The President's Speech on Afghanistan

I have a long list of topics I could write about but the one that is in my craw right now is the President’s address two nights ago regarding a way forward in Afghanistan. A group of us watched it at school, largely as a study break.

President Barack Obama prepares backstage before delivering his speech on Afghanistan at the U.S. Military Academy at West Point in West Point, N.Y., (Official White House Photo by Pete Souza)

In short, it sounded like a much more coherent explanation of what we are already doing in Afghanistan, but with more emphasis on elements such as diplomacy, partnerships, and building civilian capacity. It was a nice change of pace from the might-makes-right justifications and hyperbole to which we’ve been subjected the last seven years.

Admittedly, it’s a tough decision to double down in Afghanistan. We’ve spent time, blood and treasure in Iraq with little to show for it but a flailing government and promise that we will leave in a few years, as the previous administration (and this one thus far) failed to secure a Status of Forces Agreement. Make no mistake, any current claims that we are on pace to withdraw from Iraq have more to do with the fact that Iraq told us we can’t stay. We are tired of war and the strain of the recession. We want less burdens right now, not more.

Still, reinforcing our effort in Afghanistan is the right move, and the President’s highlighting the goal is to become a partner as opposed to a patron is spot on. It was also interesting to see so much emphasis put on Pakistan, the fear of extremists obtaining nuclear material now that it is a nuclear state, and how our national security is linked with progress in both countries. This appears to be much more thought out and strategic than the simplistic and bumper-sticker-friendly “Wanted Dead or Alive” approach.

I found it interesting to hear Obama say that the days of a blank check, regarding US involvement were over. Doubtful. If we really want a stable Afghanistan, we’ll pay for it because in the end, it’s not just about driving out the bad guys and getting more civilians involved. You have to change a culture, and that is a lot harder to do. All the diplomacy in the world, hard or soft, will not accomplish this quickly or cheaply. In fact, when Obama talked about the future he expects this strategy to create, and how it has to be measured against a “reasonable cost,” I immediately remembered the quote that flashes on the screen at the end of the movie, Charlie Wilson’s War: "These things happened. They were glorious and they changed the world... and then we fucked up the end game." If we repeat the past mistake of wanting something but not being willing ot pay for it, we will get the same result. I’m not advocating a blank check approach, and I believe certain decision should be based on measurable goals. However, be real. Look how much time and money we spent in Asia and Europe in the last sixty years. We need that same long-term commitment – in time, material, and money – if we want something similar in Asia Minor.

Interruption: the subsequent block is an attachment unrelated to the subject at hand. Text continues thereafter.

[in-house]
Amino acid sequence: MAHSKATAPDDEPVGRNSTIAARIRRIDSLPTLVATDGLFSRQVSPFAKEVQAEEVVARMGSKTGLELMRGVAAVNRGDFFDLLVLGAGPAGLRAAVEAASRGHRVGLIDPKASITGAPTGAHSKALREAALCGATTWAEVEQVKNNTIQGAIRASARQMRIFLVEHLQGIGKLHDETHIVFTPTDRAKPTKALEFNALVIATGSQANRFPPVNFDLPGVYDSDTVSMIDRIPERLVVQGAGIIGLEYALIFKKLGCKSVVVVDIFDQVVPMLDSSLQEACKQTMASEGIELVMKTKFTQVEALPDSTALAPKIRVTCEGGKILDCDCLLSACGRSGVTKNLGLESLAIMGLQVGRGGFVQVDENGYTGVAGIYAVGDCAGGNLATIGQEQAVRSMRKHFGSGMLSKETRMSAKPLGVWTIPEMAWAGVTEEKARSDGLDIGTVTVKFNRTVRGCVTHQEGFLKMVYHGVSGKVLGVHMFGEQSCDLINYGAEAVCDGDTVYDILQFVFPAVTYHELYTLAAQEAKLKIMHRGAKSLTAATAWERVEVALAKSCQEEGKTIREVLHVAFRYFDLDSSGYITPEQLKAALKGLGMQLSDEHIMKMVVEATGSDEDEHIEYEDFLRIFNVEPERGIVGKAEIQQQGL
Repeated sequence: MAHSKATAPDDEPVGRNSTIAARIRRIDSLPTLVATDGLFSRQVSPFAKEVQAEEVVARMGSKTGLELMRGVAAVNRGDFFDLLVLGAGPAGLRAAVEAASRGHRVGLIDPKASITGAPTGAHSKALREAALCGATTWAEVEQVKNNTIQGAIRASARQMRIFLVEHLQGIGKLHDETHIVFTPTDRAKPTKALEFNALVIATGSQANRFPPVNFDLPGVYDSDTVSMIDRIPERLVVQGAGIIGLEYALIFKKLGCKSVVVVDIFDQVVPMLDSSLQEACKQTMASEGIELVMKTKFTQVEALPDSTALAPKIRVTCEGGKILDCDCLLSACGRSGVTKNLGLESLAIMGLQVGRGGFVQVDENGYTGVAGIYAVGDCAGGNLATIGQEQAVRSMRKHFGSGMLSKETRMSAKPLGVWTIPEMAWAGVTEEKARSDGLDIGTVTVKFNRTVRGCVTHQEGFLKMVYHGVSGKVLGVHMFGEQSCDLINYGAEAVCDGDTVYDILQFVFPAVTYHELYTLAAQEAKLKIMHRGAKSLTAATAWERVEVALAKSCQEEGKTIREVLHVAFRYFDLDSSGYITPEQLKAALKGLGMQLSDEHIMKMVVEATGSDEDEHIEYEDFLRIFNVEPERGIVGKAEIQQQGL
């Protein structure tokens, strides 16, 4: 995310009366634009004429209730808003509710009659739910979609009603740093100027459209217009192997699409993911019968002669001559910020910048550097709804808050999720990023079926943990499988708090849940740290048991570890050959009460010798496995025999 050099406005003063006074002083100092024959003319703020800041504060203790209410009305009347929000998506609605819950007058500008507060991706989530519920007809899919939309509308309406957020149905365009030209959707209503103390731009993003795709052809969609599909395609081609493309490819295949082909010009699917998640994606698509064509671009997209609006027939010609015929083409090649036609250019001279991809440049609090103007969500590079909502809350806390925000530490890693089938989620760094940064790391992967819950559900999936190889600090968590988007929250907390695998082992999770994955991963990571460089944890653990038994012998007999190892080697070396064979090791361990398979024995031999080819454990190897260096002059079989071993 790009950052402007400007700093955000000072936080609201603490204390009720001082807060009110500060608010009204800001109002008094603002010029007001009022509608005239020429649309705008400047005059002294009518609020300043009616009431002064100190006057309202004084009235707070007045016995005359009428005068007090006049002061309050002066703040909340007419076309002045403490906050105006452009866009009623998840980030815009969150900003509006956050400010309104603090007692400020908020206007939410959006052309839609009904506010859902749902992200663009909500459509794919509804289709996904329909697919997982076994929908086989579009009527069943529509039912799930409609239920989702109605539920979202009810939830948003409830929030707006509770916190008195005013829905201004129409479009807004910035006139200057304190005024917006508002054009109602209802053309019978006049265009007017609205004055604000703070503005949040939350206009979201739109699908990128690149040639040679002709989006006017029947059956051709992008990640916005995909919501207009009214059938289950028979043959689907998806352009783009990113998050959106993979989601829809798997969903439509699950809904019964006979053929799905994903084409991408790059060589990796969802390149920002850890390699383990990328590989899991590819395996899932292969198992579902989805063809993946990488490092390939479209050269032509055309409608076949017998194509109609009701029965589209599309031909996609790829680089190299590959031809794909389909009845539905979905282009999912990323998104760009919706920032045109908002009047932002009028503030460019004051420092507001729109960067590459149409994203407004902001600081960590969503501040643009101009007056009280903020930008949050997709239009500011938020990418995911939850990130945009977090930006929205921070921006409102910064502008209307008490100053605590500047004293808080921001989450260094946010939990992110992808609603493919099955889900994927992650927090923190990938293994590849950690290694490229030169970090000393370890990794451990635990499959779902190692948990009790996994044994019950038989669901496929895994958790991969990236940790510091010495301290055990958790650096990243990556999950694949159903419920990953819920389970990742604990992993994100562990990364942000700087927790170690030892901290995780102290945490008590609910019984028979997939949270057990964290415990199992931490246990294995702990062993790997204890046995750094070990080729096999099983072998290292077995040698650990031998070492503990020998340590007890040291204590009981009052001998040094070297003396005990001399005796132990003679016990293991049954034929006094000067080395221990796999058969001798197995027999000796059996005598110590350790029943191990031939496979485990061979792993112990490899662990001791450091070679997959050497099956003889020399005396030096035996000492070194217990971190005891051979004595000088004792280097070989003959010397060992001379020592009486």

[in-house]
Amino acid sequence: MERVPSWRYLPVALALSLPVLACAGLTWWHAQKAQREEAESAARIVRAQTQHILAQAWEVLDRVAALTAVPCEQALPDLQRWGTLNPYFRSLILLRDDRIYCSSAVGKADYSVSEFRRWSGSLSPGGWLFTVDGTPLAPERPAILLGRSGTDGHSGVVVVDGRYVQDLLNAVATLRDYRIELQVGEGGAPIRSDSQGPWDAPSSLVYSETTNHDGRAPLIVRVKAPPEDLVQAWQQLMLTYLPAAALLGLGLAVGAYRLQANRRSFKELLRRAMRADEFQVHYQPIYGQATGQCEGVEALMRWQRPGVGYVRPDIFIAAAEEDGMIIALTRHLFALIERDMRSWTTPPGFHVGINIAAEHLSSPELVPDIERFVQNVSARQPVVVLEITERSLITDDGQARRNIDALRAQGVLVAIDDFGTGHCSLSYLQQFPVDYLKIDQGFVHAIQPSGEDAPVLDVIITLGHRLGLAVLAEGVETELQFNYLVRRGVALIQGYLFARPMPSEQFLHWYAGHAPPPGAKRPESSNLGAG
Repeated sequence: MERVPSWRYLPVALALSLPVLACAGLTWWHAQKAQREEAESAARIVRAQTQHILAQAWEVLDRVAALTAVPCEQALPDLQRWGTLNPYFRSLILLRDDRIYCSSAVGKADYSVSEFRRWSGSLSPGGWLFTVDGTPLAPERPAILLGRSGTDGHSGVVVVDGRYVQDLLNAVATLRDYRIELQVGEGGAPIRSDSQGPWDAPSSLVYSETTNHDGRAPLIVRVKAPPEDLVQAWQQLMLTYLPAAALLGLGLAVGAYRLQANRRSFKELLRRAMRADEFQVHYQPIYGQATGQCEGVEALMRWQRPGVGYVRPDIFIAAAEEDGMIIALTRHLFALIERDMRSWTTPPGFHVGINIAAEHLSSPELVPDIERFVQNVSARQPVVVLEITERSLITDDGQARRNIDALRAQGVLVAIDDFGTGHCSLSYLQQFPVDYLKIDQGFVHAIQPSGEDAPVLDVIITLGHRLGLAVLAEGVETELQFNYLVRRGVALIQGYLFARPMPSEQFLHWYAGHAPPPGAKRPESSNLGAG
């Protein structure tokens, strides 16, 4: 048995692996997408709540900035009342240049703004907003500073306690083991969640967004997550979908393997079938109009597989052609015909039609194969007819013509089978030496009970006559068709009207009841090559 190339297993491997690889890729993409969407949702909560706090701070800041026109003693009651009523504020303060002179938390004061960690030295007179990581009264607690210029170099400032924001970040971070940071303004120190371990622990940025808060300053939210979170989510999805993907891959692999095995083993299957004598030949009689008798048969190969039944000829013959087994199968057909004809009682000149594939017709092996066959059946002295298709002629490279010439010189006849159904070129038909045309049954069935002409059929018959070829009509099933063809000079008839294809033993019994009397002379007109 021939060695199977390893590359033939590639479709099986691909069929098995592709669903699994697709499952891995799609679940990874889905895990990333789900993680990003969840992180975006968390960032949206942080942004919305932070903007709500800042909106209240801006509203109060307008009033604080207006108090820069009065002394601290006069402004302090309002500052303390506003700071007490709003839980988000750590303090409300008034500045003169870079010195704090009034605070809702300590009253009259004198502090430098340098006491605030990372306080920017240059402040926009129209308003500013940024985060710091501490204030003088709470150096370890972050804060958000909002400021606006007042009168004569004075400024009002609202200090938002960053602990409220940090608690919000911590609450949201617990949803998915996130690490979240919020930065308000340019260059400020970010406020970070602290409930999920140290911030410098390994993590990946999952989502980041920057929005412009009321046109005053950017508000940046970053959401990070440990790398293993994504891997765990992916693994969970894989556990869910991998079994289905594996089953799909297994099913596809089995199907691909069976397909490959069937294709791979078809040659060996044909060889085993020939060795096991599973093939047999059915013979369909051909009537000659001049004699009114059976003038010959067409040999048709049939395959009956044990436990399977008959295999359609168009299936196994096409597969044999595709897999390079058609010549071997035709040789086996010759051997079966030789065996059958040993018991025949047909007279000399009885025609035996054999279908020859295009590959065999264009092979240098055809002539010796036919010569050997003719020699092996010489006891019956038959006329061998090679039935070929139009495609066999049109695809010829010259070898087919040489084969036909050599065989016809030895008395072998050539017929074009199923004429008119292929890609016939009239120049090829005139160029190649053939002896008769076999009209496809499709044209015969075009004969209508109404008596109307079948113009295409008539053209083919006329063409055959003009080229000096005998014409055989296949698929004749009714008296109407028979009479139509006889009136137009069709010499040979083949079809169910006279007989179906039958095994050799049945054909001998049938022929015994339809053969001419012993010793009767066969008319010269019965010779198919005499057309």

And I doubt it will happen. The approach Obama laid out is anathema to a lot of people, people who don’t want him in his current job and who were content with the Bush administration’s approach. Though one has to wonder, had McCain won and delivered this same speech, what kind of support would he receive? What if the African American president delivering that speech were Colin Powell? How ready would everyone be to rally behind the vision and commit their all to it? I imagine it would have been an easier sell.

So again, I think the approach is right, though I still take issue with some of the rhetoric. (eg: “That’s why I’m asking the hard questions.” Yeah, because no one has done that before you.) I’m happy to see more “we will win because we are right,” than “we will win because of might.” I just fear a lack of willingness to be in it for the long haul and the messenger himself will hamstring the whole thing.


#US #Leadership #InternationalAffairs